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Queen of Hearts Jelena Jankovic loses her crown in Hong Kong Tennis Open semi-final loss to Caroline Wozniaki

Jelena Jankovic could probably pinpoint the moment her Prudential Hong Kong Tennis Open crown slipped from her grasp.

It was likely the moment Hawk-Eye malfunctioned on Centre Court and an expectant crowd that was overwhelmingly in her corner was told by the sheepish umpire, rather than shown, that the decision had come down on the wrong side for the reigning champion.

That was most probably when she knew her days as the queen of Victoria Park were over after her 6-3, 6-4 semi-final loss.

She had thrown everything at her opponent, the inspired Caroline Wozniacki, but just found that lady luck was with the Dane on this particular day.

There were moments preceding that one, which may have suggested the 31-year-old’s grip on the Hong Kong title was being loosened.

It could have been either of two other narrow Hawk-Eye challenges that appeared for all the world to be on her side to the naked eye, but were in fact found to be in Wozniacki’s favour by the very finest of margins.

In the end, all the Serbian could do was laugh ruefully. She knew it wasn’t going to be her day.

Her reign in Hong Kong has been a happy one. The Centre Court crowd was almost exclusively pro-Jankovic and on the few occasions when she looked spent and all she could muster was a smile with her hands on her hips, the crowd took it as an invitation to issue an extended rallying cry for her.

The Serbian’s on-court histrionics and easy manner are fast ascending her to that other throne, as the queen of the fans’ hearts.

That title is currently held by the evergreen, and ever-present, Venus Williams. But the American great can’t go on forever, and Jankovic is primed to fill her sizable shoes.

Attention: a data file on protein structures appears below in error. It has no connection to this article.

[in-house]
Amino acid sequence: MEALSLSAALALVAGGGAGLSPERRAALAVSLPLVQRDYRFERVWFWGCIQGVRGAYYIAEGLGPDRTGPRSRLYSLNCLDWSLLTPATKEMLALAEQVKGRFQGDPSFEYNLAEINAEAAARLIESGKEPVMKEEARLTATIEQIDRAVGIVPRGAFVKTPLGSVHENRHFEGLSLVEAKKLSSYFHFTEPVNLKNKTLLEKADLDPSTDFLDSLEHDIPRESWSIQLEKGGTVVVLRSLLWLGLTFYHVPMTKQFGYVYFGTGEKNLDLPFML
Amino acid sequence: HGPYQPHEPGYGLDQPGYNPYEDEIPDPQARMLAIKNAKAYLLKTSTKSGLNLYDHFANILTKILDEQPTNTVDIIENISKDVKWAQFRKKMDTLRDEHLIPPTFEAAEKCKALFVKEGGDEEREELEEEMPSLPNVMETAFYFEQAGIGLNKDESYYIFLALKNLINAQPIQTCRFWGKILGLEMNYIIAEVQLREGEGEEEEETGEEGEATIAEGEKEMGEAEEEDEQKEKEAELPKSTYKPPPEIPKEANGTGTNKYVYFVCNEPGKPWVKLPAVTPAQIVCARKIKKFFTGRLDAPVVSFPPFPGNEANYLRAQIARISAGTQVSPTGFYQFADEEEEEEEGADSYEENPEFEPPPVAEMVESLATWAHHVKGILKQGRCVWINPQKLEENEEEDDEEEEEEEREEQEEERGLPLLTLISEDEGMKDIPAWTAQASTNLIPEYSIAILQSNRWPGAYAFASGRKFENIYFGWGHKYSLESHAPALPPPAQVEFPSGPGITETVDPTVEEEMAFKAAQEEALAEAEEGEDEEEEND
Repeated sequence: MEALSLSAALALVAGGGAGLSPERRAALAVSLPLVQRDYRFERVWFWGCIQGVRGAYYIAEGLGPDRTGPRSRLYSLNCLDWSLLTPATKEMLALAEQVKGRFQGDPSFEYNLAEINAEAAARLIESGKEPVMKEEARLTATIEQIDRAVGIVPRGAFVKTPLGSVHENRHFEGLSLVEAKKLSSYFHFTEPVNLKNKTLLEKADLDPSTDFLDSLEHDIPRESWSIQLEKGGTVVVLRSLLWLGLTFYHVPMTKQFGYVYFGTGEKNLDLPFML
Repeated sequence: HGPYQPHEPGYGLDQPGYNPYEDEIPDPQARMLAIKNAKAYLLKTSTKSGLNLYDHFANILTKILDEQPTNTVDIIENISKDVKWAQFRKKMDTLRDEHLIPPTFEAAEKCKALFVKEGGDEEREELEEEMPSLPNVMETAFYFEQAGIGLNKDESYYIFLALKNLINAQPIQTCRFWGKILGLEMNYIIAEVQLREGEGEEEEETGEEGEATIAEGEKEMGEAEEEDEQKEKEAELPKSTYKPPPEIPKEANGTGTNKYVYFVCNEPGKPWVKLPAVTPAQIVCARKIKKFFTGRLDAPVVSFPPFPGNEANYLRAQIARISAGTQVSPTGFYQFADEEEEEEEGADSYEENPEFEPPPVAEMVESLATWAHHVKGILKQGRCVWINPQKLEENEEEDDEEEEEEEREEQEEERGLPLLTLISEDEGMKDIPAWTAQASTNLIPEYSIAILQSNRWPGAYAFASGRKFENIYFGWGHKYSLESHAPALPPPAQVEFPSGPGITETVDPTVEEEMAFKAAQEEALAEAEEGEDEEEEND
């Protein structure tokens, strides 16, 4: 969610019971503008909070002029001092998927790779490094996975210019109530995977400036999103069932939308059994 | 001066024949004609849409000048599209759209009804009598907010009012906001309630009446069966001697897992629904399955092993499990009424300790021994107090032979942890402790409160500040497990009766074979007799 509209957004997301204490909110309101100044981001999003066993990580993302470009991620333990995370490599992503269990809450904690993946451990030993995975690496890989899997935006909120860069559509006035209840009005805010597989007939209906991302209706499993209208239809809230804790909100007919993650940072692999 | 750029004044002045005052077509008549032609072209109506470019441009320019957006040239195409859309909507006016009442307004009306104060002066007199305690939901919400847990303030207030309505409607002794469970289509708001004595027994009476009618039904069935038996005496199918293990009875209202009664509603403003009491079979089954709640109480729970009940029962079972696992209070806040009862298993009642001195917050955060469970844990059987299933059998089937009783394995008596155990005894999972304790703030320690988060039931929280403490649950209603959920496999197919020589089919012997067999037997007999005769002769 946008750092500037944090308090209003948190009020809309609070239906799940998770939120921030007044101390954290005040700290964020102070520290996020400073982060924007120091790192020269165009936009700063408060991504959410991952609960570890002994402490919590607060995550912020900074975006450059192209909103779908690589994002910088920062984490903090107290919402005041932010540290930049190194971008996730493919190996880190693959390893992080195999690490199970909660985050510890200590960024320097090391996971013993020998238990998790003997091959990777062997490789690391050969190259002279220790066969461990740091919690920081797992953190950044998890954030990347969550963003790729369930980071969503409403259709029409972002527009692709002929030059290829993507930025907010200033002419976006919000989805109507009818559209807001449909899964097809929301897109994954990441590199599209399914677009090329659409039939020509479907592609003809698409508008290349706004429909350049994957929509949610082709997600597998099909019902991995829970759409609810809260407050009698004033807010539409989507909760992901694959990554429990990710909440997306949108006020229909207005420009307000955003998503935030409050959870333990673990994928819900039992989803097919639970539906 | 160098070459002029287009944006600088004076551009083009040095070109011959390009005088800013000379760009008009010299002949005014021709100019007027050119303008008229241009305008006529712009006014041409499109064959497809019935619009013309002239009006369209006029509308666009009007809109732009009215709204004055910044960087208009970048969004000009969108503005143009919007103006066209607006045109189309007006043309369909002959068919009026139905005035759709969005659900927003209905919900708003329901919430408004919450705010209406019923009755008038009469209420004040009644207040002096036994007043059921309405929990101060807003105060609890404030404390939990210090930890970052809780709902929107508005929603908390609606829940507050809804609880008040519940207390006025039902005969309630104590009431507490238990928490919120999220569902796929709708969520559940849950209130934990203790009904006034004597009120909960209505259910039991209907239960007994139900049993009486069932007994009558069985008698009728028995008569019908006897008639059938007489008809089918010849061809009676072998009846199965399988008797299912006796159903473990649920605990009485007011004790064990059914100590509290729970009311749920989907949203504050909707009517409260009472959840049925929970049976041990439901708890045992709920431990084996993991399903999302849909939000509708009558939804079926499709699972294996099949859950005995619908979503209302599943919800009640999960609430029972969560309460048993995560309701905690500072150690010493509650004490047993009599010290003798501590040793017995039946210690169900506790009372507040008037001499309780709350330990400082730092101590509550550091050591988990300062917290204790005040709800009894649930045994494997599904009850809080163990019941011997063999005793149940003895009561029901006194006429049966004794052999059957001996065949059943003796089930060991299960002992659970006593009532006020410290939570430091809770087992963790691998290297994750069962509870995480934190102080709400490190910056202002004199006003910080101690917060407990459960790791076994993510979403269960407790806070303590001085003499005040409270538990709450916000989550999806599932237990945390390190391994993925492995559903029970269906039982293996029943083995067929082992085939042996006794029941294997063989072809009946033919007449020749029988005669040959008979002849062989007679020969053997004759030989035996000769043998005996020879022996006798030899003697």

“Yeah, I enjoyed tonight, why not?,” said Jankovic. “I really enjoy the crowd here. At the end of the day tennis is just a game and something you should enjoy.

“I don’t only enjoy it when I’m winning. When I do stupid things, I laugh at myself but that’s part of the game. I really enjoyed playing here even though I lost.”

That laissez-faire approach is a sure-fire route to the heart of the casual fan who has no hometown hero to pull for.

It can be assumed that her conqueror on Saturday does not share that approach. Wozniacki was on fire. She was focus personified and flew out of the blocks returning everything the Serbian could throw at her with laser precision. It was the spirited performance of a player, who at 26, is eager to show that, despite suggestions to the contrary, she is far from finished with the game.

“I think I can be very proud of myself and the way I’ve managed to fight back [after injury],” said the 24-time WTA titlist.

“Before the US Open I was around 80 in the rankings and now I’m back in the top 20. Most importantly I’ve been playing well and getting a lot of wins.

“I think that’s something I’m very proud of. Just proving to myself that I’m one of the top players and I’m tough to beat is … regardless of how I do tomorrow, I think I can call that a success.”

Her opponent on Sunday will be a player still looking for her maiden singles title on the tour. The 23-year-old Kristina Mladenovic, is mostly regarded as a doubles specialist, but her impressive 7-5, 6-3 win over Daria Gavrilova, the fiery Australian, in Saturday’s earlier semi-final has earned her a shot at a first WTA crown.

The odds are against her, but there have already been an inordinate number of giant-slayings witnessed at this year’s Hong Kong Open. Why not Sunday, too?

Sometime after 5 o’clock on Sunday, there will be a coronation for the new queen of the Victoria Park Centre Court. But Jankovic may already have done enough to become the new queen of hearts.